Data Protection is changing - will your business be affected?
All UK businesses should be abiding by the Data Protection Act in order to make sure that all personal data remains just that - personal. But in 2018 there will be changes made to it to bring it up to date and more relevant with today's technology.
What does the current Act say?
Whether you're self-employed, or part of a large business, if you're handling personal data then you will need to abide by the Data Protection Act. If you want to know the full terms of the Act then take a look at the GOV.UK website. But in brief, they can be seen as 8 principles, which are:
- Have permission to collect, store and use data from the individual.
- Only use data in the way it was laid out when it was collected.
- Only collect data that's needed. E.g. if you're running an email newsletter you won't need to collect home addresses or phone numbers.
- Keep the information accurate and up-to-date.
- Not hold the data for longer than required.
- Tell the consumer how their information is being used, especially when asked.
- Keep personal information safe and secure.
- Keep all data within the UK, never share it or store it outside the EEA.
So what's going to change?
As of 25th May 2018 the UK will be moving over to the General Data Protection Regulation (GDPR) which is used throughout the EU. This means there will be a few changes coming into force. These Include:
- The GDPR applies to all of the EU, not just the UK
- This means an increase in data privacy for people and companies outside of the UK.
- There will be a new set of rule in place governed by a Supervisory Authority (SA) in each country.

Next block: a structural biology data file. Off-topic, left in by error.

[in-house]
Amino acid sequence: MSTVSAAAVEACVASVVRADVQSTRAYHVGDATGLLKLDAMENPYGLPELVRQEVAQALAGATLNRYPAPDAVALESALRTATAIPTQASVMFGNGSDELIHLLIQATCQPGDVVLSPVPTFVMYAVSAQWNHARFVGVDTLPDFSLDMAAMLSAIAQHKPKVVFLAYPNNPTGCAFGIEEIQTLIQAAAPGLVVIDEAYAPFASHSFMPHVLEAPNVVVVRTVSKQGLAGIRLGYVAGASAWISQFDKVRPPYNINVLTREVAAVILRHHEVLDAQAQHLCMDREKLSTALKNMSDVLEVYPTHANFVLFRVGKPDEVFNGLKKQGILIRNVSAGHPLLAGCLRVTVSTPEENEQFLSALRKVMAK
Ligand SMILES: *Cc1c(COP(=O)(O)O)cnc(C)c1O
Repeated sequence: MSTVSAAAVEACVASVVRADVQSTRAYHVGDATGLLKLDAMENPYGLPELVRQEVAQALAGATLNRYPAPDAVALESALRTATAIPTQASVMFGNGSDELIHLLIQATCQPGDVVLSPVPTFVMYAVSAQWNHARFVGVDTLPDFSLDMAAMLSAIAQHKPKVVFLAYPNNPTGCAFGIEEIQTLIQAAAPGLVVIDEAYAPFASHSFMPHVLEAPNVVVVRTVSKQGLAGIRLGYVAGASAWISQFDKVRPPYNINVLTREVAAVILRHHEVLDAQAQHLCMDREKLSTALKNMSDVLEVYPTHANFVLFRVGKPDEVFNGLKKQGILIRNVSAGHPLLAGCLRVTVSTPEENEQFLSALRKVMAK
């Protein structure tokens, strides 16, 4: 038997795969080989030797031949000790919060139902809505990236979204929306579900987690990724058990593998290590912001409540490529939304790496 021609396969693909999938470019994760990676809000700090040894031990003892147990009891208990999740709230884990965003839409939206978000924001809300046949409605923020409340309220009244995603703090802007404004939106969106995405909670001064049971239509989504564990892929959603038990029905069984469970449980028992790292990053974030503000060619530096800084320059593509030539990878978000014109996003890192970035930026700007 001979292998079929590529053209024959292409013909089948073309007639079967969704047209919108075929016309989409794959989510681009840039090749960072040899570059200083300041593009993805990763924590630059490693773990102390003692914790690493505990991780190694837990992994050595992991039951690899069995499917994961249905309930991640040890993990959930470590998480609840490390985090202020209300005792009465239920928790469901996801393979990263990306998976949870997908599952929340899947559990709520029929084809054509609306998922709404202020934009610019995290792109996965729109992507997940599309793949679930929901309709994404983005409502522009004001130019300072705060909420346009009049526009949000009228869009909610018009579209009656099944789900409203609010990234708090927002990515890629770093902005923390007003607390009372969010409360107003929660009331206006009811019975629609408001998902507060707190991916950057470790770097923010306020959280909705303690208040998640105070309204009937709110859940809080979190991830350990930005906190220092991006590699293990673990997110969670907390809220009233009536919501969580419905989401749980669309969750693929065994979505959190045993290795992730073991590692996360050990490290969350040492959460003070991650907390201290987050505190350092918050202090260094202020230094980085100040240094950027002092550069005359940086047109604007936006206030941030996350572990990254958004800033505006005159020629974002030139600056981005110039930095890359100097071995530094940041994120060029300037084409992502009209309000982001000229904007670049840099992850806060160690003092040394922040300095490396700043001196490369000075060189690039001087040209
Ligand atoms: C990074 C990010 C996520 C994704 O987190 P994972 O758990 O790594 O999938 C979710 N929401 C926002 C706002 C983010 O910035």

- Individual SAs will monitor compliance and other SA's can support where required.
- Privacy Impact Statements should be carried out for all projects and initiatives where privacy can be impacted.
- All information collected will have to be accompanied by clear and concise privacy notes, this will stand for all information.
- Currently an annual notification of data processing is made to the ICO (Information Commissioner's Office). The GDPR brings an increased responsibility and accountability - you will have to include details on data retention and contact details on an annual basis.
- Dedicated Data Protection Officers (DPO's) will be required for companies which have more than 250 employees.
- You must notify the relevant authority of any Data Protection Breach within 72 hours
- This is currently encouraged but not required
- Fines can be issued to the value of up to €20m or 4% of the annual global turnover. You can be fined for breaches or non-compliance.
- The consumer has the right to erase their own data. You will have to remove all records, including web, for the data subject if requested and specific circumstances are met.
- All data collected will need to have the ability to be moved between systems, this could mean system development within individual companies in order to meet requirements.
How can my business prepare for these changes?
None of these will be put into place until 2018, so there's time to prepare. However, if you want to start making changes now in order to have less to do when the time comes, then follow these 5 tips:
- Get top-level management on board; all changes are driven from the top.
- Understand your current level of compliance with the new rules by conducting an assessment.
- Start to develop a security incident process which includes notifying the government of any breaches.
- Create and update policies and procedures to better protect personal information.
- Provide additional training for employees so that they fully understand their responsibilities when it comes to data protection.
The GDPR can seem as though it's bringing in a lot of changes but these can be easily managed if you start thinking a little differently and taking even more care with and personal information your business is handling.
You should also consider that as the UK is in the process of leaving the EU, this may impact these changes too, so these updates may very well change.
For more information, please check out the Overview of the GDPR from the ICO.
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